In many ways, cryptocurrencies are like stocks. Positive news about a certain coin’s security or general acceptance can drive the price up. The same is inversely true if coins are deemed unuseful in certain applications. Part of what has played into Bitcoin’s rise is that many retailers accept Bitcoin as currency. This makes the cryptocurrency easily translatable to physical value, thus influencing the price per Bitcoin accordingly.

The true answer to what drives cryptocurrencies is obviously much more complex due to the number of factors that go into the “value” of a currency.

Should you invest?

The answer to this question is likely the same for whether you should invest in stocks. While cryptocurrencies have experienced astronomic growth in recent years, these gains aren’t necessarily guaranteed to continue. You should only invest in cryptocurrency if you are willing to take on some risk. With that said, there are currencies that are more stable than others.

Litecoin, which is often regarded as the silver to Bitcoin, has been found to be a very stable currency of growth in recent months. Whereas Bitcoin, currently trading at all time highs, is known to make corrections of 30%, represents a large loss if you were to invest now.

The volatility of cryptocurrencies presents opportunities for day traders, and the significant long term growth of cryptos present great opportunities for long term investors.

You should do a significant amount of investigation into what cryptocurrency you want to invest in, just like any stock, before you buy. Buying can be done on many secure mobile apps or other online platforms. A quick Google search of where and how to buy cryptocurrencies can yield you with this information with ease.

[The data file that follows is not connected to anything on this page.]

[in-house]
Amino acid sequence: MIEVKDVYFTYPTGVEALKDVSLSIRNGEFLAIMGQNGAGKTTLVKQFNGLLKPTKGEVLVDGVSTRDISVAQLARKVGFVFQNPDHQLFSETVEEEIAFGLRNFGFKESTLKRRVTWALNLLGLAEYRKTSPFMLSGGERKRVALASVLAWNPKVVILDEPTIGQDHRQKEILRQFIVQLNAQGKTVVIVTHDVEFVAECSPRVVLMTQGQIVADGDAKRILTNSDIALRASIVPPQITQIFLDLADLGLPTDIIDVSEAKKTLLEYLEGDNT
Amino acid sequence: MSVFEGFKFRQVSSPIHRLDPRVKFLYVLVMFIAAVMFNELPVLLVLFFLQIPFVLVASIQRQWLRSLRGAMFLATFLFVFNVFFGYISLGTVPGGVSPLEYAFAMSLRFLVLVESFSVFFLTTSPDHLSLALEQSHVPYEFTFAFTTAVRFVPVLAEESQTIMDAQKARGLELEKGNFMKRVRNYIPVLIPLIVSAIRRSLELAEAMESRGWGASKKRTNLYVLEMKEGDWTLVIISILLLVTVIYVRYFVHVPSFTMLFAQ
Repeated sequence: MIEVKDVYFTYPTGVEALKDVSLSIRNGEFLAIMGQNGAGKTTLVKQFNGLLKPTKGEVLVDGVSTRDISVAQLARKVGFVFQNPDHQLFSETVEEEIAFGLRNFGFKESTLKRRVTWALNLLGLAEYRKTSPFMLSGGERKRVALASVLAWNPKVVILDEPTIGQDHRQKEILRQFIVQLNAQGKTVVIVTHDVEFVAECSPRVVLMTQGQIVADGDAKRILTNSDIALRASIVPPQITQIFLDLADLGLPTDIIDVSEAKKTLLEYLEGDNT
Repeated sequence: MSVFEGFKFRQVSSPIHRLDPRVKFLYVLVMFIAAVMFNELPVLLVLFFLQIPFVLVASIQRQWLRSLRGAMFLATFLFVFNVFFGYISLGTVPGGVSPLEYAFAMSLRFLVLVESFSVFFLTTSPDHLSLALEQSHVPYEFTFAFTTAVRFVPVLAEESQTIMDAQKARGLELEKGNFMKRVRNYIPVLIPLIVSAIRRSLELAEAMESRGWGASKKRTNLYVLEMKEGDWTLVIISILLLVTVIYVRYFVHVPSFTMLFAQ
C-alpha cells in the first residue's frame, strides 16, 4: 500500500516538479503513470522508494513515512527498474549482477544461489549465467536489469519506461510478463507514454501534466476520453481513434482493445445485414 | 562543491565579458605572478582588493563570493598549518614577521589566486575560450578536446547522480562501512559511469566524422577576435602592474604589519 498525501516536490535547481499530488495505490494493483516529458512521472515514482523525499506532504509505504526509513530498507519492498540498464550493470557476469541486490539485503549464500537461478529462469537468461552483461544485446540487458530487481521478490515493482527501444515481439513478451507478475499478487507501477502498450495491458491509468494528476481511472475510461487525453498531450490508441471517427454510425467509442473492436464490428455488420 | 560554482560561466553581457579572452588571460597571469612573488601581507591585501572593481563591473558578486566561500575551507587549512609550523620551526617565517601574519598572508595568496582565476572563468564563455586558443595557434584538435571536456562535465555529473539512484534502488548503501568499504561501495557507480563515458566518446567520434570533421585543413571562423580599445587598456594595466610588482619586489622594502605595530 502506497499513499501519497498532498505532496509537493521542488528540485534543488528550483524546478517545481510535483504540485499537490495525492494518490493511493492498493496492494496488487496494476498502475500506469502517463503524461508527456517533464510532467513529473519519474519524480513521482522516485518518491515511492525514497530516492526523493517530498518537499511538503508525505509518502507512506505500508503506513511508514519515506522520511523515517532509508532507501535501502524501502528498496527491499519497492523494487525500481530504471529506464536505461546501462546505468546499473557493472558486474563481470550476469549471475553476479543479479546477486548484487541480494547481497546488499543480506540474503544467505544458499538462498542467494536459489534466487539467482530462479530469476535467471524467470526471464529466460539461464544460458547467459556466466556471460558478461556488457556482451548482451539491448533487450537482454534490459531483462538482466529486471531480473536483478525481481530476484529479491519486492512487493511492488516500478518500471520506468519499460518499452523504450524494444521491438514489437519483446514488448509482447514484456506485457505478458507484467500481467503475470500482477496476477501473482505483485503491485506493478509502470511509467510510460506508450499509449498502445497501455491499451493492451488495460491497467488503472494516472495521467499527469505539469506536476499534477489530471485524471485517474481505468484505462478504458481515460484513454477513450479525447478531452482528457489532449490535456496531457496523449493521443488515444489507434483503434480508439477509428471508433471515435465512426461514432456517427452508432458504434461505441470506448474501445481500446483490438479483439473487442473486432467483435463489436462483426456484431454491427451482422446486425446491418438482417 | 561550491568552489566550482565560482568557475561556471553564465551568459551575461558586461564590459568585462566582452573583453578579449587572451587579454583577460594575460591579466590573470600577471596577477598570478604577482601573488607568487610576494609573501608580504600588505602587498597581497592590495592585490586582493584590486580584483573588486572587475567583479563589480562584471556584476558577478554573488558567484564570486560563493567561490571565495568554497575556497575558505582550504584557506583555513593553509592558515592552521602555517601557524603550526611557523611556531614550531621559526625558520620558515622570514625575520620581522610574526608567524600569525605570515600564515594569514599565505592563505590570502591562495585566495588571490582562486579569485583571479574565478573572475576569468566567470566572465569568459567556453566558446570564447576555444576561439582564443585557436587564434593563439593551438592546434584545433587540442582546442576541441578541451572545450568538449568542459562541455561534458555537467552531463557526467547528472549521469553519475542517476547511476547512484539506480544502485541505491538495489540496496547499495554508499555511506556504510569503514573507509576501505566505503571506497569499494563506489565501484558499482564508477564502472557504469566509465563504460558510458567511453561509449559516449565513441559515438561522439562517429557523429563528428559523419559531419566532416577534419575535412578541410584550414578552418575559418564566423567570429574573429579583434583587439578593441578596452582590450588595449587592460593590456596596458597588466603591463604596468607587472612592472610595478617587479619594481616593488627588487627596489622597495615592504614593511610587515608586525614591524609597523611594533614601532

To summarize, cryptocurrencies are often decentralized digital currencies that draw value from security, anonymity, and authentication measures that fluctuate much like stocks that can be traded and exchanged for “true value” currencies. While it may still sound hard to understand, a little bit of research into crypto can go a long way. Cryptocurrencies are here to stay, and while awareness of them is growing with the general public, people with actual knowledge about how they work is still very small. By taking the time to research and understand, you present yourself with an opportunity to excel in a technologically growing industry.

 

David Ogden
Entrepreneur

DAvid Ogden Cryptocurrency Entrepreneur

 

Author: TREVOR ENGLISH

Alan Zibluk – Markethive Founding Member

Crypto Asset Firm Launches Investable Index for Top 30 Cryptocurrencies

Crypto Asset Firm Launches Investable Index for Top 30 Cryptocurrencies

Crypto Asset Firm Launches Investable Index for Top 30 Cryptocurrencies

One of the cryptocurrency world's more tenured fund managers is launching two new products aimed at bringing the emerging asset class mainstream.

Revealed exclusively to CoinDesk, Tim Enneking's Crypto Asset Management is today releasing a new product called CAMCrypto30 – a cryptocurrency index designed to mirror the 30 largest cryptocurrencies by market capitalization. In addition, the firm also announced a new, investable share class for the fund, which will track the cryptocurrencies listed in the index.

If successful, the index could one day be used as a shorthand for discussing cryptocurrency market movements, providing a reference point akin to an equity index. As indices are standard for traditional asset classes, this would allow investors to better analyze and track performance relative to other asset classes in their portfolios.